(i) Nature: It is an unscientific and unsystematic way of recording transactions. Accounting principles and accounting standards are not followed properly.
(ii) Type of accounts maintained: In general, only cash and personal accounts are maintained fully. Real accounts and nominal accounts are not maintained properly. Some transactions are completely omitted.
(iii) Lack of uniformity: There is no uniformity in recording the transactions among different organisations. Different organisations record their transactions according to their needs and conveniences.
(iv) Financial statements may not represent true and fair view: Due to the incomplete information and inaccurate records of accounts, the profit or loss calculated from these records cannot be relied upon. It may not represent true profitability. Assets and liabilities may not represent a true and fair view of financial position.
(v) Suitability: Only the business concerns which have no legal obligation to maintain books of accounts under double entry system may maintain incomplete records. Hence, it may be maintained by small sized sole traders and partnership firms.
(vi) Mixing up of personal and business transactions: Generally, personal transactions of the owners are mixed up with the business transactions. For example, purchase of goods for own use may be mixed up along with business purchases.
12th Standard Chapter 1 Short Answer Question No.2
What are the limitations of incomplete records?
Following are the limitations of incomplete records:
(i) Lack of proper maintenance of records: It is an unscientific and unsystematic way of maintaining records. Real and nominal accounts are not maintained properly.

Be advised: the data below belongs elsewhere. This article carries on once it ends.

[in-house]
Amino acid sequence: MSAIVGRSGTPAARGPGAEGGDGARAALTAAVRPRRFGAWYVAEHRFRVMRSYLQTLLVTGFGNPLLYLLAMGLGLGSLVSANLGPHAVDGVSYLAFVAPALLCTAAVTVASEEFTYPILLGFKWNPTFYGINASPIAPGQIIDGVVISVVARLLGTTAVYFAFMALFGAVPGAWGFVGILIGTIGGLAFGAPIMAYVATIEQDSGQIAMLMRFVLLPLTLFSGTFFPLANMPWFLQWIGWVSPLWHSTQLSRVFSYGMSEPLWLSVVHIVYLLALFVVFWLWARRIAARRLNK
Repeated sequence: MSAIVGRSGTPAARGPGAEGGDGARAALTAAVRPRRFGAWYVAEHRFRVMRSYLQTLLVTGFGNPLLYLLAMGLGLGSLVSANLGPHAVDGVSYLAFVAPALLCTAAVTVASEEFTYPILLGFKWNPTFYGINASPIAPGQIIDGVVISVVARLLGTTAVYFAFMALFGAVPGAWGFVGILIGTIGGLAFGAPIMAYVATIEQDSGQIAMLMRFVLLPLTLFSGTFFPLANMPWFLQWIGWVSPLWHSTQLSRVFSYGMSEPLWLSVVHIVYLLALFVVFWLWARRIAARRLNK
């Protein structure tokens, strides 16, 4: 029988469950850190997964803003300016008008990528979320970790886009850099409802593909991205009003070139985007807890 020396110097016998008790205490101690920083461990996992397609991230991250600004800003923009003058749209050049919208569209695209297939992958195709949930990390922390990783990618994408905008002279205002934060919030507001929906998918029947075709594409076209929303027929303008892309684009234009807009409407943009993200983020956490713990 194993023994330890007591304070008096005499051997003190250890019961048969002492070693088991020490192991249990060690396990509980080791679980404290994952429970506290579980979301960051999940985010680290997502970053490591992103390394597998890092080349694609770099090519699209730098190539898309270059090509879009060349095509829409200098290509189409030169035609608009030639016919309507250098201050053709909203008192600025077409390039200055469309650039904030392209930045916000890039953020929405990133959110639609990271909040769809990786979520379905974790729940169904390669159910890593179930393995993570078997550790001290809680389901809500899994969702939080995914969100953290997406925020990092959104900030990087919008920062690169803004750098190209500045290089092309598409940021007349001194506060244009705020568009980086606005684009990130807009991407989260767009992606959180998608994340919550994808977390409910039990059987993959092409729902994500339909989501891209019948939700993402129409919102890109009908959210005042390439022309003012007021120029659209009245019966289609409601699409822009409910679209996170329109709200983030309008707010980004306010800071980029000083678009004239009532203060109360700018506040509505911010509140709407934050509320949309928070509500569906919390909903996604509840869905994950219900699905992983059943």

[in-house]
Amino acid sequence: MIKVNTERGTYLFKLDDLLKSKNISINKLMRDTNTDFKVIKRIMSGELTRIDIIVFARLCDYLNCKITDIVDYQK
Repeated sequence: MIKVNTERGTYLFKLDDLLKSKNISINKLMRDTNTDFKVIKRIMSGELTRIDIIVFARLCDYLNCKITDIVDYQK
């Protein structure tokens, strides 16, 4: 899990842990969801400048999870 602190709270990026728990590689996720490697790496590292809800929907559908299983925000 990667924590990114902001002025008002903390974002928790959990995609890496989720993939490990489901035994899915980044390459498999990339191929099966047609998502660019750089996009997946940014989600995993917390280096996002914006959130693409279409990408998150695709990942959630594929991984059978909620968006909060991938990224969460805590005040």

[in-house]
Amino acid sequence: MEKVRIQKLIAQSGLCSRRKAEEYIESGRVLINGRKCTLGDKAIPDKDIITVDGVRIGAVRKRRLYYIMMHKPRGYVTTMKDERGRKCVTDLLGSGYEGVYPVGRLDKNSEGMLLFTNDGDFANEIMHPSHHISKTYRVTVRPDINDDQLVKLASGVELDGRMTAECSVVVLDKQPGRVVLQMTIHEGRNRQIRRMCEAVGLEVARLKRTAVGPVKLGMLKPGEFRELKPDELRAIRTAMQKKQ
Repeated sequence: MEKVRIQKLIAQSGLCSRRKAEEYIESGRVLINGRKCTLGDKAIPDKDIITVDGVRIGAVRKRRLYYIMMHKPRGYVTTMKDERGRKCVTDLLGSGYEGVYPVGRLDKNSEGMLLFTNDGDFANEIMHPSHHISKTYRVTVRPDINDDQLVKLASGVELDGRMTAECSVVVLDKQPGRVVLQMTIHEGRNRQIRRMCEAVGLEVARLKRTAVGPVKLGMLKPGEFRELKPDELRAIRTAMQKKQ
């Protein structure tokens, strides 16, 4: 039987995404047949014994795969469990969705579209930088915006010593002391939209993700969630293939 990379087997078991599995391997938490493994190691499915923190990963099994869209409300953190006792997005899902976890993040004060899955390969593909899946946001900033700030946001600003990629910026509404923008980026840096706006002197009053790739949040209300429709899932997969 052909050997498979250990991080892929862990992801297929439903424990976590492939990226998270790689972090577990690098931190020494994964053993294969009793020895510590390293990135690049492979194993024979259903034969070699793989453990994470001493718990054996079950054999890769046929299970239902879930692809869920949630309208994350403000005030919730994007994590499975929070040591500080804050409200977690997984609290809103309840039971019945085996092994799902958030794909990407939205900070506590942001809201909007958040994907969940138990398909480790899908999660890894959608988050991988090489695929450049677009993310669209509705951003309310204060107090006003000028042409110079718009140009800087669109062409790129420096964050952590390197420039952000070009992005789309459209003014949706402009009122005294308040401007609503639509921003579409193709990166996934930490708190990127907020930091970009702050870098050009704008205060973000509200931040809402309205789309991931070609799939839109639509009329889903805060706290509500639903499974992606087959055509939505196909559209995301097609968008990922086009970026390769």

(ii) Difficulty in preparing trial balance: As accounts are not maintained for all items, the accounting records are incomplete. Hence, it is difficult to prepare trial balance to check the arithmetical accuracy of the accounts.
(iii) Difficulty in ascertaining true profitability of the business: Profit is found out based on available information and estimates. Hence, it is difficult to ascertain true profit as the trading and profit and loss account cannot be prepared with accuracy.
(iv) Difficulty in ascertaining financial position: In general, only the estimated values of assets and liabilities are available from incomplete records. Hence, it is difficult to ascertain true and fair view of state of affairs or financial position as on a particular date.
(v) Errors and frauds cannot be detected easily: As only partial records are available, it may not be possible to have internal checks in maintaining accounts to detect errors and frauds.(vi) Unacceptable to government and other authorities: As accounts maintained are incomplete, these may not comply with the legal requirements. Hence, government, tax authorities and other legal authorities do not accept accounts prepared from incomplete records.
State the differences between double entry system and incomplete records.
12th Standard Chapter 1 Short Answer Question No.4
State the procedure for calculating profit or loss through statement of affairs.
The difference between the closing capital and the opening capital is taken as profit or loss of the business. Due adjustments are to be made for any withdrawal of capital from the business and for the additional capital introduced in the business.
Adjusted closing capital = Closing capital + Drawings – Additional capital
Closing Capital + Drawings – Additional Capital – Opening Capital = Profit/ Loss
12th Standard Chapter 1 Short Answer Question No.5
Differentiate between statement of affairs and balance sheet.
12th Standard Chapter 1 Exercise No.9